Summary: How do you know who you should marry? Parents, how do you know who’s right for your son or daughter? What is it that you should look for in a mate? I want to say right up front that there are a number of significant aspects that need to be considered b

What to Look For in a Mate

2 Corinthians 6:14-18, 7:1

Rev. Brian Bill


I love how kids respond to questions about marriage. When asked about the right age to get married, a six-year-old named Freddie said, “No age is good to get married at. You got to be a fool to get married.” When asked how you know who to marry, ten-year-old Kirsten said, “No person really decides before they grow up who they’re going to marry. God decides it all way before and you get to find out later who you’re stuck with.”

Does God decide it all beforehand? If so, how do we know who it is we’re supposed to marry? A young man was in love with two women and could not decide which one to marry. Finally he went to Pastor Dick who asked him to describe the two women. The man noted that one was a prolific poet and the other made mouth-watering pancakes. Pastor Dick responded with keen insight and said, “I see what the problem is. You can’t decide whether to marry for batter…or for verse.”

Last week we celebrated singleness from 1 Corinthians 7, by stating that to be single is good, it is a gift, and it can be used to bring glory to God. This morning, recognizing that not everyone has this gift, we’re going to camp in Paul’s second letter to the Corinthians in order to gain some insight into what to look for in a marriage mate. Please turn in your copy of the Scriptures to 2 Corinthians 6. If you’re following along in the Bible we’ve provided, this text is found on page 819.

One married woman last week told me that I was fifty years too late with the sermon on singleness! Perhaps you feel the same about today’s topic because you’re already married. I still would ask you to pay close attention because you may have the opportunity to pass along some principles to those around you.

How do you know who you should marry? Parents, how do you know who’s right for your son or daughter? What is it that you should look for in a mate? I want to say right up front that there are a number of significant aspects that need to be considered but I believe that there is one that is far and away the most important. This one element is more essential than compatible background or age or education or emotional temperament or energy or interests or personality or intelligence or adaptability or ambition or autonomy or altruism or appearance or musical preferences or humor or how you squeeze a tube of toothpaste or whether you root for the Bears or the Packers (well, maybe not more important than that). Far and away the most important dimension is spiritual suitability. If you’re searching for a mate make sure there’s a spiritual match.

There’s certainly a mystery about all this, isn’t there? Proverbs 30:18-19 says: “There are three things that are too amazing for me, four that I do not understand: the way of an eagle in the sky, the way of a snake on a rock, the way of a ship on the high seas, and the way of a man with a maiden.” Science helps us with the first three but the intrigue of attraction and romance and compatibility still perplexes us. We might not know how all this works, but God certainly does. That’s why we need to take seriously what He says.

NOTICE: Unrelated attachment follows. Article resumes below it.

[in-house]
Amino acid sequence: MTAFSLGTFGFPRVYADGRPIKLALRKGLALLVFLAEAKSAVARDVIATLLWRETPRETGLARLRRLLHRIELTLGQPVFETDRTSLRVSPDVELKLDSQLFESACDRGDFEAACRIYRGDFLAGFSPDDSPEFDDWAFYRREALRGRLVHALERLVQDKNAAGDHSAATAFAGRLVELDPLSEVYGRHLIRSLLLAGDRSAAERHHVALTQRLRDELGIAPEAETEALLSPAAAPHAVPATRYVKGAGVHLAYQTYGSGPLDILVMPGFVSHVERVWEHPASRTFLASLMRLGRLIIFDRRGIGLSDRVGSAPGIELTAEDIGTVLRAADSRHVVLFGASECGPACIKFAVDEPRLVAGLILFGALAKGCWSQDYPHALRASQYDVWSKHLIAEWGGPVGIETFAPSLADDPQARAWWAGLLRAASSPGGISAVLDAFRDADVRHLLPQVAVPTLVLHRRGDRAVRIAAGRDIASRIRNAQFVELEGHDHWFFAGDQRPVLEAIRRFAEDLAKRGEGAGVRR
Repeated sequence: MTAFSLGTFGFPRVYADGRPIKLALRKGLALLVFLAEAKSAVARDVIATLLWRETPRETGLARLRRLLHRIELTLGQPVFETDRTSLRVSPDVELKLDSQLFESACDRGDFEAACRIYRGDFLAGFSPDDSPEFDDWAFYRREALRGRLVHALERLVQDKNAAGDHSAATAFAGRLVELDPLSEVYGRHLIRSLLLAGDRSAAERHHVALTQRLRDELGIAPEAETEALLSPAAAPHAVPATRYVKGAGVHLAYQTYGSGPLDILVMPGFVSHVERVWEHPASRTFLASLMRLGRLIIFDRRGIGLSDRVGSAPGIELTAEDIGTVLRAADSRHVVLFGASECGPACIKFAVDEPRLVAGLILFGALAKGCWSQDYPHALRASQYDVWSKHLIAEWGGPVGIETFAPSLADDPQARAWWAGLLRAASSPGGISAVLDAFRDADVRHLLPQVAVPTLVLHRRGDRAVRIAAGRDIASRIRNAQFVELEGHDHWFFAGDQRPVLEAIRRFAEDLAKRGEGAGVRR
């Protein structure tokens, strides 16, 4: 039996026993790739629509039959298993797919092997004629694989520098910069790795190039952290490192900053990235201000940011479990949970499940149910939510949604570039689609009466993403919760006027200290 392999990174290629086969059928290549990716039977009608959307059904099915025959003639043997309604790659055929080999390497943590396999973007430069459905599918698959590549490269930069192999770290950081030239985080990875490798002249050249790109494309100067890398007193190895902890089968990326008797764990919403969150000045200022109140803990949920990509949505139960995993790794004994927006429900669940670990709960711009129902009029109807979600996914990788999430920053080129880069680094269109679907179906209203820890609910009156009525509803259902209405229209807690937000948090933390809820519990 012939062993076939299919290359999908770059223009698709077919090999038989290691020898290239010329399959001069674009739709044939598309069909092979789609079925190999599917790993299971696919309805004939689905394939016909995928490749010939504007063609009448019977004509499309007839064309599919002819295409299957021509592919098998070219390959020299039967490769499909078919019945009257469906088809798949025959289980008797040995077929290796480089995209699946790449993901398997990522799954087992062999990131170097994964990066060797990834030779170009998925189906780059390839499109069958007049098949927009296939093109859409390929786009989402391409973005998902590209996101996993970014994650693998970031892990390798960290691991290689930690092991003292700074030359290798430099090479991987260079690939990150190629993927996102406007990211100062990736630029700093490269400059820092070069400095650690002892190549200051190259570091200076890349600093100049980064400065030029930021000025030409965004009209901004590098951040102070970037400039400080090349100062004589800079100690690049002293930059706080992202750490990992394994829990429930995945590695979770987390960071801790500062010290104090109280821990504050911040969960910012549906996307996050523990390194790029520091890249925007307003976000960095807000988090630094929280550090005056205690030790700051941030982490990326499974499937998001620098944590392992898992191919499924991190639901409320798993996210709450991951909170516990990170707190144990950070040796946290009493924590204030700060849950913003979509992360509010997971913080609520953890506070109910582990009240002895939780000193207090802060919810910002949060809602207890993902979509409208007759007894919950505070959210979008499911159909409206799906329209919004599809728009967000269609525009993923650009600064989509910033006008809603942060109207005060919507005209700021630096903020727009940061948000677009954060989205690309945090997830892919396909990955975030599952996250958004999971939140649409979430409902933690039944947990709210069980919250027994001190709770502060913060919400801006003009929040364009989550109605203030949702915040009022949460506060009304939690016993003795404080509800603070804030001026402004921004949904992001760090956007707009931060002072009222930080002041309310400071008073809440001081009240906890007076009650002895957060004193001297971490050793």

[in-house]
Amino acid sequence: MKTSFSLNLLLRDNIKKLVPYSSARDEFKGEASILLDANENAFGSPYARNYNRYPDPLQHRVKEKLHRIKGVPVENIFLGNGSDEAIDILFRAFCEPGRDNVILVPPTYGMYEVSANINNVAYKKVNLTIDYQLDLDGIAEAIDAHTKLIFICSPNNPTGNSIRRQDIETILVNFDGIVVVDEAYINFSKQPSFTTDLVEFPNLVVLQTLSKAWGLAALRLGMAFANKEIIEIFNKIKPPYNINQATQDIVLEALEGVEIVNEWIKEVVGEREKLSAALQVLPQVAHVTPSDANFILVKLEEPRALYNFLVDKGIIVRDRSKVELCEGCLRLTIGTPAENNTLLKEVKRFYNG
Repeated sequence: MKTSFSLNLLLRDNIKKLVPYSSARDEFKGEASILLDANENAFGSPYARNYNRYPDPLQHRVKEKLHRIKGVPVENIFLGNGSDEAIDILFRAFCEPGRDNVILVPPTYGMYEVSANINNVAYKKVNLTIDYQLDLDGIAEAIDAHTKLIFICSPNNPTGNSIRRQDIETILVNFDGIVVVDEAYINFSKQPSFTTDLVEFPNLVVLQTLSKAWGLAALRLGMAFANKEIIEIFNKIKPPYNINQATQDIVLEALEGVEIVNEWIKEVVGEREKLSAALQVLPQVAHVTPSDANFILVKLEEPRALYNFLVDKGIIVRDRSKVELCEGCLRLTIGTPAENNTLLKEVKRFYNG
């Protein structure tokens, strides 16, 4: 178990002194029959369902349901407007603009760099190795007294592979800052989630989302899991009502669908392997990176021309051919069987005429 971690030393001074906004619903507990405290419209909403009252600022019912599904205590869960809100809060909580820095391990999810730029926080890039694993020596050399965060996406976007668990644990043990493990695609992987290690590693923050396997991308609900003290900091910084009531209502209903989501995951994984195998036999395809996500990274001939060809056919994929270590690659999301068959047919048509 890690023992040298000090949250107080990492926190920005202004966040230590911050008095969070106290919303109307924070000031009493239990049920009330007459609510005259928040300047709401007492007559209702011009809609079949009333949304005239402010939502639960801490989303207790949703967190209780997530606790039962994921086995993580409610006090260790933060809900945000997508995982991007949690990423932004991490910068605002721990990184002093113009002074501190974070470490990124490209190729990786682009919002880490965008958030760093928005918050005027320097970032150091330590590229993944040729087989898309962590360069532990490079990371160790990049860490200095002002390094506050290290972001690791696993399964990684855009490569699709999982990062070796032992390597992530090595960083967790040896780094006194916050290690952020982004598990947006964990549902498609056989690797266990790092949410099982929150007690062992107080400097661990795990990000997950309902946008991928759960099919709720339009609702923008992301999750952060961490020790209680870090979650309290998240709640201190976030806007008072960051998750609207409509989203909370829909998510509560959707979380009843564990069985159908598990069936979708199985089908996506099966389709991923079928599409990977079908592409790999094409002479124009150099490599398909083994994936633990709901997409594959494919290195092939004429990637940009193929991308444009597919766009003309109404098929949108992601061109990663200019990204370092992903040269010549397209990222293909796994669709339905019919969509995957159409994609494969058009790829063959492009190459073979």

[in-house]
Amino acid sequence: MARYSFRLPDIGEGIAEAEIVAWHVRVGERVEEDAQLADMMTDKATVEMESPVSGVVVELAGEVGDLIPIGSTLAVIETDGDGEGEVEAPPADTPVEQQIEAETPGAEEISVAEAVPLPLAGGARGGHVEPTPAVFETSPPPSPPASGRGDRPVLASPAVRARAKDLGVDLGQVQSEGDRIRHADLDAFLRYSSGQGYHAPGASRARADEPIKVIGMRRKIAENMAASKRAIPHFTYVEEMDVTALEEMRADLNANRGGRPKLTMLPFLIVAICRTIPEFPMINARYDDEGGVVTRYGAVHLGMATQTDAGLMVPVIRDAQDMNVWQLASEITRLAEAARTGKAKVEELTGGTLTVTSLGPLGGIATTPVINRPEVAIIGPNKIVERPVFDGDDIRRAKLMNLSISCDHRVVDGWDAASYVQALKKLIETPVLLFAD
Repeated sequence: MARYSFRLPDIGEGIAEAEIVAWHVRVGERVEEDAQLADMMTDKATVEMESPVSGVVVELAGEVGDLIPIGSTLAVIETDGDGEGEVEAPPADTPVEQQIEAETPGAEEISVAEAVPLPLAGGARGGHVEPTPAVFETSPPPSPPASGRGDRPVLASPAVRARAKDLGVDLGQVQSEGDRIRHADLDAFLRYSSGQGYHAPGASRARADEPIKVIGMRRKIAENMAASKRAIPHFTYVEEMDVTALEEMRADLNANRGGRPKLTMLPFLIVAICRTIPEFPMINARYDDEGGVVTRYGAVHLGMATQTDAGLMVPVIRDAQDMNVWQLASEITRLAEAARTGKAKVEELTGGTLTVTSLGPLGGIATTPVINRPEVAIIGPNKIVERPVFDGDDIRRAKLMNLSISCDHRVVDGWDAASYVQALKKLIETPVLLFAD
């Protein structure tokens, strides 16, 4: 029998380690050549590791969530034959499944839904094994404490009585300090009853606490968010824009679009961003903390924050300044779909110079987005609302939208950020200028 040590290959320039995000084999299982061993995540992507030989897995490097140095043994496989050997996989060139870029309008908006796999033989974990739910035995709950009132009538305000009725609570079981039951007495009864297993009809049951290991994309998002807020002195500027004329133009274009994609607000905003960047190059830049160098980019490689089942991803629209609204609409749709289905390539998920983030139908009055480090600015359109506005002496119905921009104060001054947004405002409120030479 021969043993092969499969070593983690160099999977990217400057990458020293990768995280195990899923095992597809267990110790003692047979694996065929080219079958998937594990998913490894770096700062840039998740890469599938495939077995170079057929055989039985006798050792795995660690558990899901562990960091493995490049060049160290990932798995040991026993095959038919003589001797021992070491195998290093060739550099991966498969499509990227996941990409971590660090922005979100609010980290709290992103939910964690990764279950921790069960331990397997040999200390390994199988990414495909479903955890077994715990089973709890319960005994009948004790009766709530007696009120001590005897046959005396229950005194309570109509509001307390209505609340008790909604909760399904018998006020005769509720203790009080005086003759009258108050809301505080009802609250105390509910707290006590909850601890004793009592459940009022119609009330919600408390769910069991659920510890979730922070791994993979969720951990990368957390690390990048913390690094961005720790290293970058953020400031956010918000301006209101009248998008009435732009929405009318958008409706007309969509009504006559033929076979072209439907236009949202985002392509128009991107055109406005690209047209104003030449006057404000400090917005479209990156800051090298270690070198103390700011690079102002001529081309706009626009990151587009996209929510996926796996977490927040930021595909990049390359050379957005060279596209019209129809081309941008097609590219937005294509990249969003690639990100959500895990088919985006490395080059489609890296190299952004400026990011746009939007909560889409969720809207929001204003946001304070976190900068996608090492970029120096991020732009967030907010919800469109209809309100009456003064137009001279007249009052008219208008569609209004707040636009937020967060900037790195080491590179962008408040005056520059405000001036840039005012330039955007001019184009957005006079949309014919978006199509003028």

A Relational Restriction (6:14a)

I don’t know how Paul could have stated it more strongly than he does in 2 Corinthians 6:14: “Do not be yoked together with unbelievers.” This is a prohibition that applies to the marriage relationship as well as to other situations. The tense of this verse means to “stop yoking yourself to unbelievers,” implying that this was something that was way too common in the Corinthian church. The idea is to not be “mismated” by yoking up with someone who is a “disbeliever.” The Message Paraphrase says it this way: “Don’t become partners with those who reject God.” The New American Standard reads: “Do not be bound together with unbelievers.”

Let me demonstrate with this yoke that hangs in our kitchen area. As you can see, because it’s made out of wood, it’s not very flexible. The idea is to put two animals together in order to increase the pulling power for a plow. The whole design of a yoke is that two can do more work than one can alone, or even two animals pulling two separate plows. In order to get the greatest productivity, a farmer would make sure to only yoke two similar animals together.

The results would be disastrous if two different kinds of animals were in the yoke – that’s a good way for the “yoke” to be on you! No doubt Paul had Deuteronomy 22:10 in mind when he wrote these words: “Do not plow with an ox and a donkey yoked together.” This wouldn’t work for at least two reasons:

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